There are moments when this world can seem scary. Despite living amid the lush and relaxing landscape of the Virginia countryside, it’s still easy to feel anxious these days. A madman in Florida does the unthinkable. Mother Nature shows us her dark side. Political discord intensifies. Tragedy rears its ugly head time and time again. And no matter how many times people tell themselves to be brave and strong, it’s still human to become overwhelmed.

For pet owners, however, there is a bright spot when it comes to stress. It turns out that people who share their lives with dogs have a distinct advantage over those who do not. Specifically, dogs calm anxiety and lift mood. Health benefits of interacting with a pet include: reduced incidence of depression; lower triglyceride and cholesterol levels; lower blood pressure in stressful situations; and elevated levels of serotonin and dopamine.

These perks are hardly recent news, of course. For example, the Harvard Health Blog cites a 1995 study that followed 369 people with heart disease. A year later, those who owned a dog were four times more likely to be alive than those who didn’t have a dog. It’s well established that dogs do wonders for human health.

What is news is that we are harnessing the healing power of animals in novel ways. K-9 Comfort Dogs, for instance, sends animals into the aftermath of crises like the ones in Newtown and Orlando, as well as natural disasters like super storm Sandy, to soothe victims and their families. In fact, there is still a dog stationed at Sandy Hook to this day. K-9 Comfort Dogs started in August 2008 with four dogs and now includes more than 100 dogs in 23 states. The impact these animals have on the traumatized and grieving is dramatic and immediate.

While dogs rule the day when it comes to helping people in times of duress, other animals can be beneficial too. Pet Partners has 11,000 registered teams of handlers and animals visiting hospitals, nursing homes, schools, as well as those who have experienced tragedy, natural disaster, and war. Most of the teams include dogs, but some use cats, horses, rabbits, guinea pigs, birds, pigs, and chickens. The work this organization has done since its formation in the mid-1970s has been groundbreaking.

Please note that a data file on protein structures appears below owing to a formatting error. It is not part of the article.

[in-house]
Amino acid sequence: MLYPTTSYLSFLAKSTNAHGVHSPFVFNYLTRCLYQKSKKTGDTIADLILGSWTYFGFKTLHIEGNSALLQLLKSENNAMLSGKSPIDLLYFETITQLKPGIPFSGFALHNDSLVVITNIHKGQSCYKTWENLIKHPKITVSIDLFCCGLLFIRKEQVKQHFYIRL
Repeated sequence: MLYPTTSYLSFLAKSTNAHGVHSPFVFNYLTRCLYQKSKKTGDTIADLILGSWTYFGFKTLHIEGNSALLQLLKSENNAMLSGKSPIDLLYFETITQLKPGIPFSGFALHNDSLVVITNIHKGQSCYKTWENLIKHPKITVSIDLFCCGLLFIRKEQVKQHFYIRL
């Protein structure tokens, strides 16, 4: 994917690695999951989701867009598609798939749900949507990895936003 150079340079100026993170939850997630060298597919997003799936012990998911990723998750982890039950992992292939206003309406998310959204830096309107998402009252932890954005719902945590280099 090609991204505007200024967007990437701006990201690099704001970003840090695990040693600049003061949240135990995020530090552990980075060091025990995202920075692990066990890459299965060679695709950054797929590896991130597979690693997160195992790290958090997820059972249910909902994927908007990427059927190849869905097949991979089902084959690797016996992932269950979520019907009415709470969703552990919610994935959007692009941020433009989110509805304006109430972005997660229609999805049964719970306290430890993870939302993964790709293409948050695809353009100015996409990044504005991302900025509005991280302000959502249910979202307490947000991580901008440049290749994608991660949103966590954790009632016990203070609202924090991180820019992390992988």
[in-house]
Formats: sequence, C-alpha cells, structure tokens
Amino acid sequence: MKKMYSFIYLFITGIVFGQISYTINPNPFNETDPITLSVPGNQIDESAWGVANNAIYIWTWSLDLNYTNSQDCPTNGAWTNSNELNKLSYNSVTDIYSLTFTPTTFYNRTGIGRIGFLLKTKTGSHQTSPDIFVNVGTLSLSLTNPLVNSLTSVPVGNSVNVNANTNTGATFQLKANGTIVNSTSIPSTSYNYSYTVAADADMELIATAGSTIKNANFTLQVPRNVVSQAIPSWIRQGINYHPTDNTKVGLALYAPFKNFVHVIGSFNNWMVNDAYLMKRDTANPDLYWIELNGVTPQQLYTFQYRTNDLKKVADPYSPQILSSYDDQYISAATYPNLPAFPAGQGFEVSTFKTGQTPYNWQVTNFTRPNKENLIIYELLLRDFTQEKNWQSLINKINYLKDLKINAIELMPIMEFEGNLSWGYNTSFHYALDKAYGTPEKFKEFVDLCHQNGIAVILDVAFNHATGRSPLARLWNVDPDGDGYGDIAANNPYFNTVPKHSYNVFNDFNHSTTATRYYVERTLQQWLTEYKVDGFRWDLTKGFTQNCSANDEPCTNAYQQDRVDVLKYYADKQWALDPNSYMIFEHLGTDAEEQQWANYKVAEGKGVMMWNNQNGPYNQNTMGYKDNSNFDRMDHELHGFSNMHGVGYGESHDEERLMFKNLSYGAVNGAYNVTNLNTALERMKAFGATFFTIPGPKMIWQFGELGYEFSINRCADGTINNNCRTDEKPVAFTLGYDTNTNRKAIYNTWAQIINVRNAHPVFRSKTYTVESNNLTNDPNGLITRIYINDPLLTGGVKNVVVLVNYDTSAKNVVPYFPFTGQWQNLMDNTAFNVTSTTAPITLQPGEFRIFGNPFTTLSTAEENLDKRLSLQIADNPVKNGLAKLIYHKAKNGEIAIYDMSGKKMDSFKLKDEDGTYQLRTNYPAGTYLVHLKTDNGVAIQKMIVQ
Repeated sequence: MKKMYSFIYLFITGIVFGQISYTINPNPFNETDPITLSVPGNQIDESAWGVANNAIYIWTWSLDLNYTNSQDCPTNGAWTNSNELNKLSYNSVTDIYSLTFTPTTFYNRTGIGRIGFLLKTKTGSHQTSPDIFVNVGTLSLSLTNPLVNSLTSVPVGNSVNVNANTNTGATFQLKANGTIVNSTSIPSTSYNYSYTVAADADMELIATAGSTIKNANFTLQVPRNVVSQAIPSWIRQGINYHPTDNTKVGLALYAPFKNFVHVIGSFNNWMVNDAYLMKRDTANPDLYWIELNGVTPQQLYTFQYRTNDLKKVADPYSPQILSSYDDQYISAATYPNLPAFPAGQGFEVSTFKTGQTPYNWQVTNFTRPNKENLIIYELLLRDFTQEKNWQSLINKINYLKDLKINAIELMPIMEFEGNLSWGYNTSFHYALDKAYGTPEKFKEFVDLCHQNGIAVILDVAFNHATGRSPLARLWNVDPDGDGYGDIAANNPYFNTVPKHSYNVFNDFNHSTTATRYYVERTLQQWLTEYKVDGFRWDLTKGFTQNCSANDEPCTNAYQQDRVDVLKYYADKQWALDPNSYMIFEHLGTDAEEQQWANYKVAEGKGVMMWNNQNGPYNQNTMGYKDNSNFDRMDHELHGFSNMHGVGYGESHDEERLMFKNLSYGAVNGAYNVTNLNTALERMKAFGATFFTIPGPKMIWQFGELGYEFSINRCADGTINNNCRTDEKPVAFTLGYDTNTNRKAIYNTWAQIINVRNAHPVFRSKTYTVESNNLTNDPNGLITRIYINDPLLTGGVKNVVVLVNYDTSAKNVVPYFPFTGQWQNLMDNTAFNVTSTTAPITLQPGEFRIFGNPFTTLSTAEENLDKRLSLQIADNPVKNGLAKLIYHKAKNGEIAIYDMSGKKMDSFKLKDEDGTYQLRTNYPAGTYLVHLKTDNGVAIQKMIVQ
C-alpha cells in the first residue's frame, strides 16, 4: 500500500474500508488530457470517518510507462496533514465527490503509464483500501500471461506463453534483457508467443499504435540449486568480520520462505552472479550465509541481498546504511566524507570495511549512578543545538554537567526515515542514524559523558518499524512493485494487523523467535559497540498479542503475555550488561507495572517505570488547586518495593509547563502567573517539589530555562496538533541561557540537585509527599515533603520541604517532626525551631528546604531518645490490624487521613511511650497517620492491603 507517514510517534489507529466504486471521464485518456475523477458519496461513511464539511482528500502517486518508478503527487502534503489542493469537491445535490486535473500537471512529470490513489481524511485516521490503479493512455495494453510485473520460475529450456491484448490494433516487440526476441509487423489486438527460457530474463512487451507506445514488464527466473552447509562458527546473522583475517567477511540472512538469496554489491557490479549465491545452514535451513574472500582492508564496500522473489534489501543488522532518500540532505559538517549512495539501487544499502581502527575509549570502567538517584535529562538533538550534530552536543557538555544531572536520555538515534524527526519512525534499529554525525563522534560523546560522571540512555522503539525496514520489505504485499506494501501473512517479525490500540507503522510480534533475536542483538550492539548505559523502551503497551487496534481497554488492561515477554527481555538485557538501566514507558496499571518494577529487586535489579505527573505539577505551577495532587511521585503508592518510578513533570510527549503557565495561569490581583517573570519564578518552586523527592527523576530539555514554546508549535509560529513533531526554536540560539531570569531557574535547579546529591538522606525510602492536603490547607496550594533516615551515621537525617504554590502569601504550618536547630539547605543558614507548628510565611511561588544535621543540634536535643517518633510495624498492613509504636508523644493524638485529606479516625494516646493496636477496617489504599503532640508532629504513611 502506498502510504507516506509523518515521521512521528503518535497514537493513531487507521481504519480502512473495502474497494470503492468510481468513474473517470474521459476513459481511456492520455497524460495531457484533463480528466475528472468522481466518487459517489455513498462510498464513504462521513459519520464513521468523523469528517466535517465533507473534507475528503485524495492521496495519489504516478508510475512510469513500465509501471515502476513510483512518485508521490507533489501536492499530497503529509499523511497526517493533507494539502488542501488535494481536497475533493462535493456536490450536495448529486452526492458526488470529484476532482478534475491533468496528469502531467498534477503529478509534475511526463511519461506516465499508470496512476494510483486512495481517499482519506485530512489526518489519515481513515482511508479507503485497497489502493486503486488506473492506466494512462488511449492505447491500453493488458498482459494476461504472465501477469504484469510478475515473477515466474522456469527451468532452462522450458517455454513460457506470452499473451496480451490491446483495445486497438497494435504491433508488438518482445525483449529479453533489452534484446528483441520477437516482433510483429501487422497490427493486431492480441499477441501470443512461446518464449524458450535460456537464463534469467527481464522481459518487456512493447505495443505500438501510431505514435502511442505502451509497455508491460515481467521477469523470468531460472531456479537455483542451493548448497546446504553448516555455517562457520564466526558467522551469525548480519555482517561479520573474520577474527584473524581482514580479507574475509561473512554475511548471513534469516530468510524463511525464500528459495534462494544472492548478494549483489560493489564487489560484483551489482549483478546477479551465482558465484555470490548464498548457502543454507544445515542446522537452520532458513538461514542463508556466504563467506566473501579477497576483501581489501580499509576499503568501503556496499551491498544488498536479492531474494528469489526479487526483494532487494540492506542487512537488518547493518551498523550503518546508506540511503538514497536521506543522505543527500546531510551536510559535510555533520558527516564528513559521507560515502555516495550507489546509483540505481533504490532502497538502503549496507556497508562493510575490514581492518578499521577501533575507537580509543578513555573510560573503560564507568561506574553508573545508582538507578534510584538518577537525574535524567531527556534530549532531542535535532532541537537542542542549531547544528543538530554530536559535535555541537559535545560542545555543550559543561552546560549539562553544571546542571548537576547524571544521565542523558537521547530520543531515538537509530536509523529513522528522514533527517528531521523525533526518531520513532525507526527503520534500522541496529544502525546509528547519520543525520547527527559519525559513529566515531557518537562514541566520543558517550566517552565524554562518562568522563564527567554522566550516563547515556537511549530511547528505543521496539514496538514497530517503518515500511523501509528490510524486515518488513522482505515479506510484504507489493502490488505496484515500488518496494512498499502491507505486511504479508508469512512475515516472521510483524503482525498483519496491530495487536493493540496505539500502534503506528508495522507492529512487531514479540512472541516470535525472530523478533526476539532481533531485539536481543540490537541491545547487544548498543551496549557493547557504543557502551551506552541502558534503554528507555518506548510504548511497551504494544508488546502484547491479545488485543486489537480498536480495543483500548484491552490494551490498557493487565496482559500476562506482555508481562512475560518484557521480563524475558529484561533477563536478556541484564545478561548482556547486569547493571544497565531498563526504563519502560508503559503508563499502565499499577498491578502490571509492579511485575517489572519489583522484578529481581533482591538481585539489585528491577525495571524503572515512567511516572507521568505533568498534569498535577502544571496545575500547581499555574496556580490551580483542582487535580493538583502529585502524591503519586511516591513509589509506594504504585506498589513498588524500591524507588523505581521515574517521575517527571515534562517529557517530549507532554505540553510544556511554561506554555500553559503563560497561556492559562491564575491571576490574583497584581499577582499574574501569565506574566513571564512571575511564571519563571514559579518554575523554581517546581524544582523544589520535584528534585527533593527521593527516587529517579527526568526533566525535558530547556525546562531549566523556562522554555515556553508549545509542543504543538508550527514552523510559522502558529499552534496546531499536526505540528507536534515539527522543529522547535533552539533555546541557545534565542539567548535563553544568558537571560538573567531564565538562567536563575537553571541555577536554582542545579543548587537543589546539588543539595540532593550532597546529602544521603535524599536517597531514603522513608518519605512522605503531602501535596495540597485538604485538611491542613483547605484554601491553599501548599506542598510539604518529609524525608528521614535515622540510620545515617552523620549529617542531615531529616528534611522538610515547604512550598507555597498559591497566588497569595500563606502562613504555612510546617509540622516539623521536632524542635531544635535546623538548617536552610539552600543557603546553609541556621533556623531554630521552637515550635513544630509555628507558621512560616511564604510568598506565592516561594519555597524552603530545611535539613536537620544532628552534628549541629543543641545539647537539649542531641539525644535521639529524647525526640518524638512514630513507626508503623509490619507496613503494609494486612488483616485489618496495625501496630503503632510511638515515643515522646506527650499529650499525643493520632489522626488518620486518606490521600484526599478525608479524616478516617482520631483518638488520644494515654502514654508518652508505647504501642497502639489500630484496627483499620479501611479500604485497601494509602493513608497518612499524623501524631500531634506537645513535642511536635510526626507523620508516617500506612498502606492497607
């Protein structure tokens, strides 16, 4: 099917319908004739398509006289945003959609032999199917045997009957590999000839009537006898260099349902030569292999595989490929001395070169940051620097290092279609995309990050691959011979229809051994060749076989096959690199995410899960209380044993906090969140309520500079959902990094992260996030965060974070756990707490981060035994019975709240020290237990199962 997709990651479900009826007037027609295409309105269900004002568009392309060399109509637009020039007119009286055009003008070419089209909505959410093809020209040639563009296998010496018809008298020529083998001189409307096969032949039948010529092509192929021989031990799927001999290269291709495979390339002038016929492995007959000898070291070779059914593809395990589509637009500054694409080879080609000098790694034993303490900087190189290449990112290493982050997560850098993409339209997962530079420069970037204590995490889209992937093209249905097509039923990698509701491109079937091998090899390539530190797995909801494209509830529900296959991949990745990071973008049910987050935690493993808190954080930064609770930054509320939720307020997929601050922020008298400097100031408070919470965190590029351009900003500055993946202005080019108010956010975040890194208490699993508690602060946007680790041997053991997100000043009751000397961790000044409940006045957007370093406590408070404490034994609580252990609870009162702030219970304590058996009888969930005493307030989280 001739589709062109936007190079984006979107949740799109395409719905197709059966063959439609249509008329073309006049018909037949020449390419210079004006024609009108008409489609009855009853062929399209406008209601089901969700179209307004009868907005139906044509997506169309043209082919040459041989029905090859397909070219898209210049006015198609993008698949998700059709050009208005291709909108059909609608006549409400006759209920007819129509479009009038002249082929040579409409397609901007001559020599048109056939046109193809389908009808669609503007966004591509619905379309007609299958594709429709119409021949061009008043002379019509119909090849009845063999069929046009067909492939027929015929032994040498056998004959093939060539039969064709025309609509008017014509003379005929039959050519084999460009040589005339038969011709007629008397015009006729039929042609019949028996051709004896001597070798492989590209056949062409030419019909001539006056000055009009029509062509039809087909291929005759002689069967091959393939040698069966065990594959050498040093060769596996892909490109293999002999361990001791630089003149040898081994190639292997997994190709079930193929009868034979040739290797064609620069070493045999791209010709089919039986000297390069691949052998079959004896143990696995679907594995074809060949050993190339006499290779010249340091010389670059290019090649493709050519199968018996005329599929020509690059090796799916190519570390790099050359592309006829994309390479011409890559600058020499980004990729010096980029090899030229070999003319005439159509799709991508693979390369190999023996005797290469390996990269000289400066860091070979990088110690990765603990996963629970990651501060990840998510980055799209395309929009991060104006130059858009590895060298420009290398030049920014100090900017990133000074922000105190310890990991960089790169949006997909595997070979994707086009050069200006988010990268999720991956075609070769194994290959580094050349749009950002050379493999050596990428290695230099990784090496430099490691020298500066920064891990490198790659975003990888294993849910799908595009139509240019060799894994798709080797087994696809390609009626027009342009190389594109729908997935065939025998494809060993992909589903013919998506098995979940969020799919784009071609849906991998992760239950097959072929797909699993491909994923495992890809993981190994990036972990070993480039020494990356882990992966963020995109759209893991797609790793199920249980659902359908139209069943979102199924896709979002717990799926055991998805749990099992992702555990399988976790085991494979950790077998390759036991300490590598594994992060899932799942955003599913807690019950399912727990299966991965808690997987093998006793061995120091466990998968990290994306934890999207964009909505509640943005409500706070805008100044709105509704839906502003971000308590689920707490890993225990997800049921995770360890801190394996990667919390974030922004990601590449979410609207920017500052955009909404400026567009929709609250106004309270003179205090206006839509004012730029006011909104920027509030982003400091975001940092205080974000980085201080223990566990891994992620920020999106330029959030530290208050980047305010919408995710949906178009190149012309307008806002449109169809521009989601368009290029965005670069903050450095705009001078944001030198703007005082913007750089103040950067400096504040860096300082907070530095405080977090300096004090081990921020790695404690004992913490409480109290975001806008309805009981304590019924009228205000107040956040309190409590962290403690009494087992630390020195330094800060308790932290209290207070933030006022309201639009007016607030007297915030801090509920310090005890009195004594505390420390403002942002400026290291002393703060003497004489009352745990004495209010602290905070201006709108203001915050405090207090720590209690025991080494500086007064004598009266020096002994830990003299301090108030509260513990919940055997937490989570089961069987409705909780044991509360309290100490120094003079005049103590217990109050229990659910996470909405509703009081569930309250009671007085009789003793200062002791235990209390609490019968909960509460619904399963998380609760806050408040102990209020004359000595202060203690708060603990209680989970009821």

There’s also a non-profit research and education group called HABRI (Human Animal Bond Research Initiative) that is dedicated solely to gathering, funding, and sharing scientific research that demonstrates the positive health impacts of animals on people. It’s fascinating how much public policy around this cause is out there and in need of support. If you’re interested in learning more, I highly recommend going to habri.org and spending some time on the site – so enlightening!

My little column can hardly do justice to all that we’ve learned and are learning about how people benefit from interaction with animals. Sadly, we have a long way to go before we can see an end to the intense suffering inflicted on animals by too many human hands. It is encouraging, however, to see so much positive research and collaboration. The tides are turning.

If you’re lucky enough to share your home with a pet, remember that your animal friend might just be your best medicine in difficult times. If you begin to feel anxious or depressed, take a deep breath and spend a few minutes petting, walking, or just talking to the animal or animals in your life. We can help you weather any storm!

Albert, a Jack Russell Terrier, is Chairman of the Board of Wylie Wagg, a shop for dogs, cats, and their people, with locations in VA and DC.